Medieval settlement remains at Hodnell Manor


Heritage Category:
Scheduled Monument
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Ordnance survey map of Medieval settlement remains at Hodnell Manor
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This copy shows the entry on 15-Oct-2019 at 17:12:37.


The building or site itself may lie within the boundary of more than one authority.

Stratford-on-Avon (District Authority)
Hodnell and Wills Pastures
National Grid Reference:
SP 42431 57328

Reasons for Designation

Medieval rural settlements in England were marked by great regional diversity in form, size and type, and the protection of their archaeological remains needs to take these differences into account. To do this, England has been divided into three broad Provinces on the basis of each area's distinctive mixture of nucleated and dispersed settlements. These can be further divided into sub-Provinces and local regions, possessing characteristics which have gradually evolved during the past 1500 years or more. This monument lies in the Inner Midlands sub-Province of the Central Province, an area characterised by large numbers of nucleated settlements, both surviving and deserted, many of which are thought to have been established in Anglo-Saxon times. Most of the sub-Province's thinly scattered dispersed settlements were created in post-medieval times, but some of the local regions are characterised by higher proportions of dispersed dwellings and hamlets, which probably mark the patchy survival of older landscapes.

The medieval settlement at Hodnell Manor survives well as a series of earthworks and associated buried remains. Remains of house plots will preserve evidence for domestic and economic activity on the site through both the medieval and post medieval periods, giving insight into the lifestyle of the inhabitants. The association of the village remains with thos fields and the manor house will also preserve evidence for the economy of the settlement and its place in the wider social and economic landscape, as well as for horticultural and agricultural activity. The settlement at Hodnell also benefits from being well documented. Association with the remains of several other medieval settlements will help us to understand the dynamics of settlement formation, and survival or desertion within the parish.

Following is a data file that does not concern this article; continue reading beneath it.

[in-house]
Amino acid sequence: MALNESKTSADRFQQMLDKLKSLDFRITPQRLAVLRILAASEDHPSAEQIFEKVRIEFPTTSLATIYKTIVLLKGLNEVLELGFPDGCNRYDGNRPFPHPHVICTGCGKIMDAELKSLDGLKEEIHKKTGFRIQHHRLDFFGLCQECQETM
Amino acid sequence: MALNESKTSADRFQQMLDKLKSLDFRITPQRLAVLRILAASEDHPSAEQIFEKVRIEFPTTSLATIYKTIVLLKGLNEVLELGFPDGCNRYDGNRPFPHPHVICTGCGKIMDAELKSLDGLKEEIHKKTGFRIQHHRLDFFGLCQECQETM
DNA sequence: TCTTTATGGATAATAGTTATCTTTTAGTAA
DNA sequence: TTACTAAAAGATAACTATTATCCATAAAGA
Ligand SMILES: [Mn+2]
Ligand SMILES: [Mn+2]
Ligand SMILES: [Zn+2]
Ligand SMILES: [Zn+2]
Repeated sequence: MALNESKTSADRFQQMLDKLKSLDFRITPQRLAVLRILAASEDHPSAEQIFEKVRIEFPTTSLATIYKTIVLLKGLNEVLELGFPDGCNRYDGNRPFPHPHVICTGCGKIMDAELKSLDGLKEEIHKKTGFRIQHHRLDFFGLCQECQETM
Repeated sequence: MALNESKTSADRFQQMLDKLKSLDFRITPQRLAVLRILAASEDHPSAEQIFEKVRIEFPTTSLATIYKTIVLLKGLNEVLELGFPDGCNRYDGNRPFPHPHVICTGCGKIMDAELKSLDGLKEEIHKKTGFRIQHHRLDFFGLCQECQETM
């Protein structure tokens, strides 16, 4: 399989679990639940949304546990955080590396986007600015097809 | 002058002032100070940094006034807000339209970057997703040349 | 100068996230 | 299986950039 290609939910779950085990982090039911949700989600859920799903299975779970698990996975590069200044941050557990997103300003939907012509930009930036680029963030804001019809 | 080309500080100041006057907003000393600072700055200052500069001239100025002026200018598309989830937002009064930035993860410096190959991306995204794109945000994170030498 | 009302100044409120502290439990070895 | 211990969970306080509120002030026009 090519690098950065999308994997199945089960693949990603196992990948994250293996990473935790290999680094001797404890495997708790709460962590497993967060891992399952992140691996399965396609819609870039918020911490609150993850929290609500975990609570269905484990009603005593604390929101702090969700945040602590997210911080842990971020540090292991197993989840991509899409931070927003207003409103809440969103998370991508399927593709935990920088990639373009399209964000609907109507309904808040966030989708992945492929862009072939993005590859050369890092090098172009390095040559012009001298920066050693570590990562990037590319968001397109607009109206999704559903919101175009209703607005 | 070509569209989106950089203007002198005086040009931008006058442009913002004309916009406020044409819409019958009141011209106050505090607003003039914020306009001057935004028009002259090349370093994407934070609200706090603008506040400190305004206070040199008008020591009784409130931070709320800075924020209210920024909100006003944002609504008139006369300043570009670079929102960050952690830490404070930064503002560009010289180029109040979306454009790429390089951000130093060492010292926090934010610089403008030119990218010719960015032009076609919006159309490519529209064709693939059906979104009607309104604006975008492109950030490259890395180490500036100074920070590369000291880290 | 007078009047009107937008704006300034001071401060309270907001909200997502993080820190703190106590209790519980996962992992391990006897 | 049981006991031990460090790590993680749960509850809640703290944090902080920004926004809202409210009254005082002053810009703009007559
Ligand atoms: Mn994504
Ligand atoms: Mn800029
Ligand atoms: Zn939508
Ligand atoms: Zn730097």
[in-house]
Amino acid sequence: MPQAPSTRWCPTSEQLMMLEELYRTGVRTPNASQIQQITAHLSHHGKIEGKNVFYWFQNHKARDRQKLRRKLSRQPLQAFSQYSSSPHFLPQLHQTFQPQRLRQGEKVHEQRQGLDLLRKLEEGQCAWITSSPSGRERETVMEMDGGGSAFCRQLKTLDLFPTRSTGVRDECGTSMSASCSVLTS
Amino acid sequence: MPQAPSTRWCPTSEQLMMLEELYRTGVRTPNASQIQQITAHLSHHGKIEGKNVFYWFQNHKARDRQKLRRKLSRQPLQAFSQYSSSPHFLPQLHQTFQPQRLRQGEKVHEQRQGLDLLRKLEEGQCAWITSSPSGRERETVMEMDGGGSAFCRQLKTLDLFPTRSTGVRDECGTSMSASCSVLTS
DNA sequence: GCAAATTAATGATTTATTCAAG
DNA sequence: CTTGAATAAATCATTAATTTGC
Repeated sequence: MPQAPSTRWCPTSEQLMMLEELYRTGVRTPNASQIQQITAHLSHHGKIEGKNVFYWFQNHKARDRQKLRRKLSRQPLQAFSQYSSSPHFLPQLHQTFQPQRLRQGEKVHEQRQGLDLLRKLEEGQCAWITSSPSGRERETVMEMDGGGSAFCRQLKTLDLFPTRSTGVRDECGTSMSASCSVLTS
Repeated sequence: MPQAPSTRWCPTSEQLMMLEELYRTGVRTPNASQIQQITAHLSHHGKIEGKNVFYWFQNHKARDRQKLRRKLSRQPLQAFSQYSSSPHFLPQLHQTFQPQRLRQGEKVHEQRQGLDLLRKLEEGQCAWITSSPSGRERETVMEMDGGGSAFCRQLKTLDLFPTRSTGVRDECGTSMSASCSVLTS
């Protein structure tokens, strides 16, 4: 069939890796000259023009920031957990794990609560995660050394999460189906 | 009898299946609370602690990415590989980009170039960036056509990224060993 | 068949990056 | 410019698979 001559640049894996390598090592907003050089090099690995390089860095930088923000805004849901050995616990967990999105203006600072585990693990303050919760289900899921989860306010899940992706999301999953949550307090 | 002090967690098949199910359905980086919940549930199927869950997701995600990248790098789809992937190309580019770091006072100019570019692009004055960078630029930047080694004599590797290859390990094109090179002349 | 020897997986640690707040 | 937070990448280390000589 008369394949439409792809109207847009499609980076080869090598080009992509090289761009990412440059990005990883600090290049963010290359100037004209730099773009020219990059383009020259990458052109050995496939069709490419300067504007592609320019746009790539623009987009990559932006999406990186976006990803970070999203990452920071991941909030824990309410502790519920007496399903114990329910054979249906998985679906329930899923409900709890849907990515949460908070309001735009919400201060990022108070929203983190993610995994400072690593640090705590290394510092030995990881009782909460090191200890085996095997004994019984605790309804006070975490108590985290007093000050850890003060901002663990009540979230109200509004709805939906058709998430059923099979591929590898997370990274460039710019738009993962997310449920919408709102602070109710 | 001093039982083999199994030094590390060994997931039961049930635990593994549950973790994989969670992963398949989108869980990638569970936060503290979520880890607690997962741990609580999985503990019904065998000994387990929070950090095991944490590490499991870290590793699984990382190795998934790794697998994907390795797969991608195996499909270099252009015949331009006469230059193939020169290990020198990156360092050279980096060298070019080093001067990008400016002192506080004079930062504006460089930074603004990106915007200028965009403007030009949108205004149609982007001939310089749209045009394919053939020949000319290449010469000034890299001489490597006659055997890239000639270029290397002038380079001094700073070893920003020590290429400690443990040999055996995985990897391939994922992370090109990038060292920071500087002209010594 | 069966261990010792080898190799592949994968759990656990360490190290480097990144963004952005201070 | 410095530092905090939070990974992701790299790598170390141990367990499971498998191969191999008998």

The monument includes the known extent of the buried and earthwork remains of the medieval settlement at Hodnell Manor. It is situated on a hilltop site immediately surrounding Hodnell Manor Farm, which lies close to the main road between Banbury and Southam and the parish boundary.

The Domesday survey of 1086 records 31 tenants here, representing a population of approximately 150 people. By 1332 there were 16 householders contributing to taxation, although by 1428 the population had declined and only four householders were recorded. The whole parish had been enclosed and converted to pasture by the end of the 16th century, although it is not certain who was responsible for the final depopulation of the settlement. The parish include several other satellite settlements, some of which were subsequently deserted and are the subject of separate schedulings. The settlement at Hodnell is possibly the earliest site of this group, and is believed to be the location of the manor.

The settlement is visible as a series of earthworks, best seen on aerial photographs, lying around the farm, including a long and deep hollow way orientated north east to south west, which forms the dominant earthwork of the site. Several small east to west orientated sub-divisions represent at least six enclosures or building sites. An irregular hollow way runs at right angles to the main hollow way and a series of low level irregular earthworks lying to the west of the main hollow way are believed to represent further building remains.

Medieval ridge and furrow cultivation remains orientated in several directions surrounded the settlement and are recorded on aerial photographs. The majority of these have been ploughed out and only a sample area is retained within the scheduling, to preserve the relationship between the settlement and its surrounding field system.

All modern post and wire fences and modern surfaces are excluded from the scheduling, although the ground beneath these features is included.

MAP EXTRACT The site of the monument is shown on the attached map extract.


The contents of this record have been generated from a legacy data system.

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This monument is scheduled under the Ancient Monuments and Archaeological Areas Act 1979 as amended as it appears to the Secretary of State to be of national importance. This entry is a copy, the original is held by the Department for Digital, Culture, Media and Sport.

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